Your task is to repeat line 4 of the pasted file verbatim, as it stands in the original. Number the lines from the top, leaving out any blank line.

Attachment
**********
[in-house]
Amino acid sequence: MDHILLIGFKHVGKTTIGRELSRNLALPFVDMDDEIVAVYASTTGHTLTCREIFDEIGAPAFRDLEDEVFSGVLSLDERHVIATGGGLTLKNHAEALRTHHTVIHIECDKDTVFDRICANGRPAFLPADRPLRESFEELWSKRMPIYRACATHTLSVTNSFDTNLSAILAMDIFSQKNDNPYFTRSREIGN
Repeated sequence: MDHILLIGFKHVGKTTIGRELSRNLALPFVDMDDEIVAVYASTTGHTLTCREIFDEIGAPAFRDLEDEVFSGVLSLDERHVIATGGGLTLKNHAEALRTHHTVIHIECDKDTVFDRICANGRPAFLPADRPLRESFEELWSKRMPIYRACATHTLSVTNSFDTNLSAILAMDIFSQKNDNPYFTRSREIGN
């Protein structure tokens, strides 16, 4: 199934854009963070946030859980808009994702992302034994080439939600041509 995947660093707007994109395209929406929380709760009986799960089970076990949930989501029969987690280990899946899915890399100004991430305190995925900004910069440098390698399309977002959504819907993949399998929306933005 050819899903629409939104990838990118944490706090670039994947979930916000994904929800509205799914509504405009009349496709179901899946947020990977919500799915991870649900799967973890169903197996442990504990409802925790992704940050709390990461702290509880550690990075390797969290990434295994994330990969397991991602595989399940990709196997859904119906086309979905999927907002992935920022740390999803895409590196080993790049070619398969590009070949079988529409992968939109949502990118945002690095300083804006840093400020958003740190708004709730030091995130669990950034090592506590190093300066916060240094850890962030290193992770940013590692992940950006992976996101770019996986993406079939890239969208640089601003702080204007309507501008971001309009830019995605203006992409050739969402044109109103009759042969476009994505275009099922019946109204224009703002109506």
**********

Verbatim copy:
């Protein structure tokens, strides 16, 4: 199934854009963070946030859980808009994702992302034994080439939600041509 995947660093707007994109395209929406929380709760009986799960089970076990949930989501029969987690280990899946899915890399100004991430305190995925900004910069440098390698399309977002959504819907993949399998929306933005 050819899903629409939104990838990118944490706090670039994947979930916000994904929800509205799914509504405009009349496709179901899946947020990977919500799915991870649900799967973890169903197996442990504990409802925790992704940050709390990461702290509880550690990075390797969290990434295994994330990969397991991602595989399940990709196997859904119906086309979905999927907002992935920022740390999803895409590196080993790049070619398969590009070949079988529409992968939109949502990118945002690095300083804006840093400020958003740190708004709730030091995130669990950034090592506590190093300066916060240094850890962030290193992770940013590692992940950006992976996101770019996986993406079939890239969208640089601003702080204007309507501008971001309009830019995605203006992409050739969402044109109103009759042969476009994505275009099922019946109204224009703002109506």